Be careful when/if shopping at Target. You might just run into their "adult health" section, which shelves their 50 Shades of Grey themed sex toys. Yowzas. Ugh. (CNN Money)

2 /
Before they changed their name and became a medical clinic, this pregnancy resource center saved 100 babies a year.

Now? Real Options Pregnancy Medical Clinic saves 700+ lives each year. Amazing. (Life Site News)

3 / 
My hero (aka Abby Johnson) wrote an epic takedown of Planned Parenthood's hiring practices. For instance: Are you a single mother, desperate to put food on the table? Or so in need of a job, you'll compromise your values? Perfect. You're hired.  (National Review)

4 / 
The American Papist gives us a sign of hope for our Church: The Under-35 Priest. He's not going to kick out your current heterodox, aging pastor... he's just going to outlive him.  (CatholicVote)

5 / 
How simple and beautiful is Sheena's wall collage with her homemade "take and eat" art? Talented (and crafty), that girl. (Bean in Love)

6 /
My favorite salad at the moment: Cold Peanut Noodles. Add 1 tablespoon extra brown sugar to the sauce; top with diced chicken. (food.com)

7 / 
I've tried to take the advice of allowing "4 minutes in the nude" in the morning to let my lotion soak in and all that, thinking that it might be something rather beneficial for my skin.

Thus far it's been about 45 seconds in the nude before someone shouts "MAAAAAAH-MEEEEE! He stole my Rescue Bot!!!!!!!!!!!!!"

And by then, I better damn well be dressed. (Modern Mrs. Darcy)

Linking up with Kelly.


what my third baby taught me about motherhood

That's my girl.

My mom flew back to California today after spending a week in town, and I just ended a call with her with the line, "Sorry, I have to go wipe someone's bottom." And at this point in life, "someone" could be one of three people--someone sitting on the pot, or someone who is thisclose to potty training but still does business in his pants, or someone who has thick yellow goodness seeping out of her diaper and will somehow (without fail!) get it on her socks, too.

Three bottoms to manage, but I don't feel like I'm in "survival mode." The thing that's keeping me from going down that sink hole is something Gussie has taught me about my life--something that I should have known earlier, but didn't realize until this year.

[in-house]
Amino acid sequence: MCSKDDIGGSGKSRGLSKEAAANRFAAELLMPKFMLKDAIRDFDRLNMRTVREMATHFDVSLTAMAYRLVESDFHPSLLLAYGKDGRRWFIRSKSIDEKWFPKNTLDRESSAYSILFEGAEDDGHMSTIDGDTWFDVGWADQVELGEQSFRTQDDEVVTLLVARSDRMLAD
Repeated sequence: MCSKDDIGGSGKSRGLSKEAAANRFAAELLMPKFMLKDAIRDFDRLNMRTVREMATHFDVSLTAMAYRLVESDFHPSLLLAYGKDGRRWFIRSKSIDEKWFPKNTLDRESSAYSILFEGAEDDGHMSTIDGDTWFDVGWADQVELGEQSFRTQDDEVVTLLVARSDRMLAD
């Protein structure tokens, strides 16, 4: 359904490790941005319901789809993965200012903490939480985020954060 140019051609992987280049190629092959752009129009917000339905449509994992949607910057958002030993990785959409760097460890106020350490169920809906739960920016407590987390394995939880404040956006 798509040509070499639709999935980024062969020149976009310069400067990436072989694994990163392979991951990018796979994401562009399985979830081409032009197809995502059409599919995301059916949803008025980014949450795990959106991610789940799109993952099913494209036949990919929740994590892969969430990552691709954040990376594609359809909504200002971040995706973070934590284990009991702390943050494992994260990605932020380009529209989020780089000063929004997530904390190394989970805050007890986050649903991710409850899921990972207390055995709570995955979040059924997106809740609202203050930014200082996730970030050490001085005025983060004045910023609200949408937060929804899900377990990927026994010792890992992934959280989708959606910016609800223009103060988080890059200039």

I'm an adult.

And I'm The Mom.

So stop worrying about everything.

On the surface, that sounds stupid. I'm five years into motherhood, six years into my marriage and 31 years into life--I should have a grip on what's important to worry about, and what's not. But it took me until baby number three to look at myself as more than just a married, breeding version of my college self; that I've learned a lot about my job as a mom to these little kids--and that I'm pretty damn capable of handling this whole mothering jig.

But I'm slow to grasp the obvious. I blame years of fluctuating hormones. Or something like that.

Being pregnant with Gus hit me hard. I felt slow and lethargic, emotionally drained. Not only did I not look like the girl I was 10 years earlier, I didn't feel like her either. I didn't know who I was now, heavy with child and lumbering after my two other babies.

It took time and lots of conversations with the people who know me best to realize that this third baby wasn't a reason to feel less of who I am, though--she was a reason to feel more like it. They say that now's no time to lose your sense of humor. Nor is it a time to lose touch with who you are.

I used to wonder what my pediatrician thought of me--if I was a good mom, if I looked overwhelmed, if I looked like like I was doing this motherhood thing perfectly.

Three babies in, and I don't wonder that anymore. I'm doing it the best way I know how. Because I'm The Mom. I'm their mom.

I used to worry that the concerns I brought to my spouse were insignificant, under-researched or petty.

I don't wonder that anymore. Because I'm an adult, and what I think (especially in my marriage) matters.

I used to worry what people thought about my house, if it was good enough, if it impressed people, or if it seemed to them a hovel.

I don't worry about that anymore, because I'm an adult, and God's given me this shelter. And I'm grateful for it.

I used to wonder if I spend enough time playing pretend with my boys.

I don't wonder that anymore. Because I'm writing this post with a stuffed tiger balanced on my head.


If I find myself worrying about something anymore, I run the worry through this two-part test: Is it what an adult would worry about? Is it what a mom would worry about?

The answer needs to be yes to both in order for me to continue worrying. If the answer is no, then I certainly don't have time to worry about it. After all, one of my kids probably needs their bottom wiped.